Contents lists available atSciVerse ScienceDirect

journal homepage:www.elsevier.com/locate/ijpe

Int. J. Production Economics

0925-5273/$ - see front matter & 2012 Elsevier B.V. All rights reserved. http://dx.doi.org/10.1016/j.ijpe.2012.08.015

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Corresponding author. Fax: þ886 7 3923375. E-mail address: winner@kuas.edu.tw (Y.-f. Huang).

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influenced by number of data model construction and achieves better accuracy than Grey forecasting.

5. Conclusions

This study concludes the following based on the model evaluation results:



SIMPLY The L.V. model is less limited:

This study finds that the newly developed L.V. forecasting model can be used in applications other than traditional forecasting. Data substitution does not necessarily consider data number and does not have to use too many historical data for estimate.



L.V. computation is simple and easy:

Compared with the traditional Grey model, the L.V. model does not involve complicated matrix computation and nor does it require software assistance to obtain results. L.V. computation is very convenient.



The L.V. model has excellent forecasting accuracy:

In Table 1, the L.V. model takes up 59 items in the 95% of accuracy, while the Grey model accounts for 5 items. However the accuracy of Grey model falls between 85% and 95%. Though the Grey model has a certain forecasting level, it remains inferior to the L.V. model.



The L.V. model can be used to forecast trends in the semi-conductor industry:

Empirical results from applying the L.V. model to the semi-conductor industry demonstrate that both the L.V. and Grey models can make forecasts under conditions of limited or

incomplete data. However the L.V. model is more accurate than the Grey model, and is also better at short-term forecasting.

Appendix A (Table A1). References

Hung, K.C., 2010. Rey model with rolling mechanism for radio-wave path-loss forecasting in suburban environment. Journal of Grey System 13 (2). Ken, M.L., 2009. A study of applying grey predictive module into sales revenue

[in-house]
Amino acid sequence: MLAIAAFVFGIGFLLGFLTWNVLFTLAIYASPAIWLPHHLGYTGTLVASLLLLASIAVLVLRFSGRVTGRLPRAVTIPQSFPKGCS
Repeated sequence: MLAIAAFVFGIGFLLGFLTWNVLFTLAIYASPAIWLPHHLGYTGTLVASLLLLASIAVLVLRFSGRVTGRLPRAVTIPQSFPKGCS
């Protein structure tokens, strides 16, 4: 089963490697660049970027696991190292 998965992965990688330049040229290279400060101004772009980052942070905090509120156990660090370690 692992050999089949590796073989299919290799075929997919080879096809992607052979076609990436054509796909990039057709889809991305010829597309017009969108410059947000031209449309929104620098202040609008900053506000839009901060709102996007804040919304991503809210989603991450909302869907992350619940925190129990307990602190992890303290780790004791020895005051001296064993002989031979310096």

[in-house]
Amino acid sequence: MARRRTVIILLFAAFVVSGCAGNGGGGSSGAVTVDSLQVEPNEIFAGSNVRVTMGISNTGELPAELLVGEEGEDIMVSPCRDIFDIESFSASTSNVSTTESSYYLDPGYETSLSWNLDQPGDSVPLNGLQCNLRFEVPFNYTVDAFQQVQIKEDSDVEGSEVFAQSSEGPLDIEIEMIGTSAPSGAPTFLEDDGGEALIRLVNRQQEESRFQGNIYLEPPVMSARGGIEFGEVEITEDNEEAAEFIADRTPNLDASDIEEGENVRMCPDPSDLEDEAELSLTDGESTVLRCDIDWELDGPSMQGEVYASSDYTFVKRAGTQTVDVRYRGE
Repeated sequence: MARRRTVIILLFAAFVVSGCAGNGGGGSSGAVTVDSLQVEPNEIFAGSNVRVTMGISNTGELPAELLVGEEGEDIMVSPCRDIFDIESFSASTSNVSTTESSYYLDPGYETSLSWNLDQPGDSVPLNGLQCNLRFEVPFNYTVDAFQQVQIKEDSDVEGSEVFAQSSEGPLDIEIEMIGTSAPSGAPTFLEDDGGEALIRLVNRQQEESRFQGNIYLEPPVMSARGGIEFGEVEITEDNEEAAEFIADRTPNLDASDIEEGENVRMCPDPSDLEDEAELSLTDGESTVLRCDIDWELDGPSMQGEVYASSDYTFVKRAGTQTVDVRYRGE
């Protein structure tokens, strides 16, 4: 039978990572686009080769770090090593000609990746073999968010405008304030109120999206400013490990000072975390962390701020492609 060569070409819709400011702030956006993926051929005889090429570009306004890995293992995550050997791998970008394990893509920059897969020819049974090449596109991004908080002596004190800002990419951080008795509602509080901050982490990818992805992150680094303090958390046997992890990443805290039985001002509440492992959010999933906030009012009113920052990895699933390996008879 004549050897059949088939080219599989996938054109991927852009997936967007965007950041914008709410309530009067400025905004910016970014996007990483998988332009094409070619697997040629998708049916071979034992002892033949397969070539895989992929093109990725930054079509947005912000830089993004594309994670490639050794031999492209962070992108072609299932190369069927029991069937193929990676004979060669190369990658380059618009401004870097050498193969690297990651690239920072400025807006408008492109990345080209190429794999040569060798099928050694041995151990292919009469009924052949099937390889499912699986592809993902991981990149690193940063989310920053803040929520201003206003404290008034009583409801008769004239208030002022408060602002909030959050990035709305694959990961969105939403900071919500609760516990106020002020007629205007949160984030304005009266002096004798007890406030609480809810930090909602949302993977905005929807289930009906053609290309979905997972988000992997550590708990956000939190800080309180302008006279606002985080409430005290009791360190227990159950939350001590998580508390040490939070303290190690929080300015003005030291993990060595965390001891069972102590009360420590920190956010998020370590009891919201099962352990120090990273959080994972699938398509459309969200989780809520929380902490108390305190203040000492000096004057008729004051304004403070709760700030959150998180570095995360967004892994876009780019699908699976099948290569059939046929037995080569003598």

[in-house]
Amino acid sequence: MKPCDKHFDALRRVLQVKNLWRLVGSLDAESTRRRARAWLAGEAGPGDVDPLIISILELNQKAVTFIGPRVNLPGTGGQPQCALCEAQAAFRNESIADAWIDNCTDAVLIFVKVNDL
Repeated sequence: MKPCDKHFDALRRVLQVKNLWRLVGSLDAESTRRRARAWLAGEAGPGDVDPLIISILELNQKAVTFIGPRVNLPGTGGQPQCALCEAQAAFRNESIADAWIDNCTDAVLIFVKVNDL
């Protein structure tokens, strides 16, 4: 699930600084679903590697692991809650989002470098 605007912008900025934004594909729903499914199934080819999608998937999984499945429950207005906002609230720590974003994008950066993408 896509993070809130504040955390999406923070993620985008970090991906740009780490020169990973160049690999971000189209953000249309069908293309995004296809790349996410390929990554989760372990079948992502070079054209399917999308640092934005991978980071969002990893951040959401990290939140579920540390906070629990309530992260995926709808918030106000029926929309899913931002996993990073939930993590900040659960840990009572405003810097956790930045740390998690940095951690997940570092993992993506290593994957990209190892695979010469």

prediction of convenience chain stores an investigation of 7-ELEVEN and Family-Mart. Journal of Grey System 12 (3).

Wen, K.L., 2004. Grey System: Modeling and Prediction. Yang’s Scientific Research Institute, USA.

Further reading

Burghes, D.N., Wood, A.D., 1981. Mathematical Models in the Social Management and Life Sciences. Halsted Press, New York.

Chow, Hwee Kwan, Choy, Keen Meng, 2009. Population Dynamical Behavior of Lotka Volterra System Under Regime Switching.

Deng, J.L., 1989. Introduction of grey system theory. Journal of Grey System Theory 1 (1).

Romer, David, 2000. Advanced Macroeconomics. McGraw-Hill, Boston. Table A1

Full name and abbreviation of Taiwan main IC assembly companies.

Abbreviation Full name Stock code

ASE Advanced Semiconductor Engineering Inc. 2311 SPIL Siliconware Precision Industries Co. 2325

GEI Greatek Electronics Inc. 2441

PTI Powertech Technology Inc. 6239

WAE Walton Advanced Engineering Inc. 8110

OSE Orient Semiconductor Electronic 2329

LPI Lingsen Precision Industries, LTD 2369 SMC Sigurd Microelectronics Corporation 6257 TICP Taiwan IC Packaging Corporation 3372 Table 1

Advantage and disadvantage comparison of model comparison of the model advantages and disadvantages (Unit item).

Model L.V. forecasting model Grey forecasting model

Accuracy 95% 59 5

90–95% 2 27

85–90% 1 24

80–85% 2 5

80% 0 3

H.-c. Teng, Y.-f. Huang / Int. J. Production Economics 141 (2013) 335–338 338